Miss. Rep. Taylor Suggests Carriers Reclassify Katrina’s Damage, Make Flood Program Participation ‘Retroactive’

September 20, 2005

Two scenarios about how the federal government might help with insurance claims in the wake of Hurricane Katrina were suggested at a town hall meeting on Monday in D’Iberville, Miss. by U.S. Rep. Gene Taylor.

If the insurance companies ask for a bailout from the federal government, Taylor told the Clarion Ledger that a condition should be that damage caused by the storm surge be classified as wind-driven water damage. He suggested another option would be to allow homeowners to retroactively buy into the national flood insurance program.

“There are lots of very smart people at the Stennis Space Center who will help us make a scientific case that this was wind-driven water,” Taylor said. “We all know that 8 inches of rain isn’t going to cause that kind of damage.”

About 100 people filled the D’Iberville City Council meeting room, where the carpets had been taken out and drywall damaged by flooding had been cut away. Many of the people in the meeting room said they had been told by their insurance companies that the damage was not insured because it was caused by water, not wind.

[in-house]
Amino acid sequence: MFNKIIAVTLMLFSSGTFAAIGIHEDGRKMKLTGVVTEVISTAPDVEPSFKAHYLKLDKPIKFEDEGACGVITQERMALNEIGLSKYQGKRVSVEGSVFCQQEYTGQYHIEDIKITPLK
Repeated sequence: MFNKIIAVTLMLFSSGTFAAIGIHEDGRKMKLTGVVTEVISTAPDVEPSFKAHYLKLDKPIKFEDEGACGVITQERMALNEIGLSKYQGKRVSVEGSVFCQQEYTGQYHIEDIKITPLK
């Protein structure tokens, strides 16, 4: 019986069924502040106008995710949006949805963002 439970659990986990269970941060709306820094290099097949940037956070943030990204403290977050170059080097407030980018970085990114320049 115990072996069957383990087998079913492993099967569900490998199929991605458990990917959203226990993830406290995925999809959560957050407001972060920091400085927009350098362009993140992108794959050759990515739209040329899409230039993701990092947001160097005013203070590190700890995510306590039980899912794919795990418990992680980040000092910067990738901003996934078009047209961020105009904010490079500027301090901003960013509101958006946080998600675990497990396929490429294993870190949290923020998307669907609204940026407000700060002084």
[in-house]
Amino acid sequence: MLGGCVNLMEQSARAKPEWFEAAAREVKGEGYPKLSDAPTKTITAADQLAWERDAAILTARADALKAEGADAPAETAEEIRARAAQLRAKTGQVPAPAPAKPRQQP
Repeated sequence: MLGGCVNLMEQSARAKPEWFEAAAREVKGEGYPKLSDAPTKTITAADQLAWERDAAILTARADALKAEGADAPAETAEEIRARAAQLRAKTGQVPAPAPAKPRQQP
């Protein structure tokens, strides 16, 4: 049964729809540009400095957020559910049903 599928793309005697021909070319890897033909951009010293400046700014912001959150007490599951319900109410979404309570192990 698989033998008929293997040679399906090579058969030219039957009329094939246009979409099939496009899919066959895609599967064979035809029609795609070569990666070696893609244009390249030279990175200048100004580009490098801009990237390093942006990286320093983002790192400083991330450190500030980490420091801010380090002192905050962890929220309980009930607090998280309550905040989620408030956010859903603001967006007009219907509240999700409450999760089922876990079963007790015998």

State Insurance Commissioner George Dale said he wishes companies could pay all of the claims, but doesn’t think it is feasible or advisable, especially with cost estimates approaching $40 billion.

State Attorney General Jim Hood has filed a lawsuit in Hinds County to force insurance companies to pay policyholders’ damage whether caused by wind or water from the hurricane. He is seeking a temporary restraining order against all insurance companies with policies that insure against property loss and damage from storms and hurricanes but exclude loss or damage from water.

Taylor said he has spoken with President Bush and with Sens. Thad Cochran and Trent Lott about possible solutions. Congress would likely decide on the matter before the end of this session, he said.
He said he also would push for federal regulation of the insurance industry. He said states, which currently regulate the industry, do not have the resources to do it properly.

Dale commented he didn’t think allowing the federal government to regulate the insurance industry is a good idea. “Just look at how they did regulating the Savings and Loans industry,” Dale said.

Taylor also has asked for federal assistance in rebuilding infrastructure. “I’m only asking for the people of Mississippi exactly what we’re doing for the people of Iraq,” he said.

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